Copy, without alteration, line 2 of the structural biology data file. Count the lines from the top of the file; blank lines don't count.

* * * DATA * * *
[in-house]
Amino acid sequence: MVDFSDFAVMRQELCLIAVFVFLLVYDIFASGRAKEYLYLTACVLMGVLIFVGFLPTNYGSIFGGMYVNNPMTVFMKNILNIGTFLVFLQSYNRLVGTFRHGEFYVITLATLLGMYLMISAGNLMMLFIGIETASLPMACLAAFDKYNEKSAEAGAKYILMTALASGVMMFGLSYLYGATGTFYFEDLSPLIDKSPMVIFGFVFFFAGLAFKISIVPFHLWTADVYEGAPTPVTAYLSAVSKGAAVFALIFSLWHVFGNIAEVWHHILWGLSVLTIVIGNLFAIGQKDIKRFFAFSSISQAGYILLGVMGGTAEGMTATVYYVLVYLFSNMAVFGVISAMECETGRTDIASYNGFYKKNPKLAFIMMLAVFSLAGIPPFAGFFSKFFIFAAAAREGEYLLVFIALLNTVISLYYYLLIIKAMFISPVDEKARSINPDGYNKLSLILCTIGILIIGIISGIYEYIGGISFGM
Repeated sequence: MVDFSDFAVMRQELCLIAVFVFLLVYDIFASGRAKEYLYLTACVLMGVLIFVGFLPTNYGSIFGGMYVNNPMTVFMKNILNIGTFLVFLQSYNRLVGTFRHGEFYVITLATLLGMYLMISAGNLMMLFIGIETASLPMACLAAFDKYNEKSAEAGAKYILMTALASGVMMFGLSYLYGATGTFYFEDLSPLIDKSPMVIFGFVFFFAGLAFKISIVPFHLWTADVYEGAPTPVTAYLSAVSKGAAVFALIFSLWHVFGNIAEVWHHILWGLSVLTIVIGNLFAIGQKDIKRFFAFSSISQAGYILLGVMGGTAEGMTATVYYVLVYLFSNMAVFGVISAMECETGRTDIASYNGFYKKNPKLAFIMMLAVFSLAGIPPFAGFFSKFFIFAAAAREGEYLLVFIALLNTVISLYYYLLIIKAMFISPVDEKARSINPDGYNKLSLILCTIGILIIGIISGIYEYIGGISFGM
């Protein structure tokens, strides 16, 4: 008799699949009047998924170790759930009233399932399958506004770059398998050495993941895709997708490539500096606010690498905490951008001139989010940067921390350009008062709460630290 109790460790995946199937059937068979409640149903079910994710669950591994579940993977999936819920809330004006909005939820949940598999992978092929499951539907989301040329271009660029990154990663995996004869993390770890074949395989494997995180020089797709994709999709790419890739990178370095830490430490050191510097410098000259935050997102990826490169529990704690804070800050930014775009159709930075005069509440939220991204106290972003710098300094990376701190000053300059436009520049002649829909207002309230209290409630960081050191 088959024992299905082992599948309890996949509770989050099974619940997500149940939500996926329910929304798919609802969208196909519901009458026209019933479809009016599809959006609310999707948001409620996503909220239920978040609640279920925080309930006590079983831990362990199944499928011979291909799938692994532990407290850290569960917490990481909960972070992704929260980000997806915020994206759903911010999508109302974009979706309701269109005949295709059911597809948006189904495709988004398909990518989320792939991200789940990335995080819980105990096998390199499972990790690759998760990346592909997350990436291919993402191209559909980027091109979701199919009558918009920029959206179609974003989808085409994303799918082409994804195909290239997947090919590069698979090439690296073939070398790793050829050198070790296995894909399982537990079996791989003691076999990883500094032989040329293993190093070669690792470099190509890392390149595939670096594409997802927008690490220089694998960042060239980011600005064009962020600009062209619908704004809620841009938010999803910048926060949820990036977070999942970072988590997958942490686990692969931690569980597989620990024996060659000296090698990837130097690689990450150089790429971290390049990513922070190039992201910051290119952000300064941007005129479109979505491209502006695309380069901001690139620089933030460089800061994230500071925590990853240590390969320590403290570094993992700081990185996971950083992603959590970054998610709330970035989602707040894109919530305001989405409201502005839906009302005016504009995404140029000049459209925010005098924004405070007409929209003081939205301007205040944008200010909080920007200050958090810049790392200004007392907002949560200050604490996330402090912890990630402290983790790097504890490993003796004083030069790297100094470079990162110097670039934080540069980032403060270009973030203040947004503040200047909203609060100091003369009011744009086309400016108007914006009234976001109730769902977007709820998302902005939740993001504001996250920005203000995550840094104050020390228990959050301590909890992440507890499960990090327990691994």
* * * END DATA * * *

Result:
Amino acid sequence: MVDFSDFAVMRQELCLIAVFVFLLVYDIFASGRAKEYLYLTACVLMGVLIFVGFLPTNYGSIFGGMYVNNPMTVFMKNILNIGTFLVFLQSYNRLVGTFRHGEFYVITLATLLGMYLMISAGNLMMLFIGIETASLPMACLAAFDKYNEKSAEAGAKYILMTALASGVMMFGLSYLYGATGTFYFEDLSPLIDKSPMVIFGFVFFFAGLAFKISIVPFHLWTADVYEGAPTPVTAYLSAVSKGAAVFALIFSLWHVFGNIAEVWHHILWGLSVLTIVIGNLFAIGQKDIKRFFAFSSISQAGYILLGVMGGTAEGMTATVYYVLVYLFSNMAVFGVISAMECETGRTDIASYNGFYKKNPKLAFIMMLAVFSLAGIPPFAGFFSKFFIFAAAAREGEYLLVFIALLNTVISLYYYLLIIKAMFISPVDEKARSINPDGYNKLSLILCTIGILIIGIISGIYEYIGGISFGM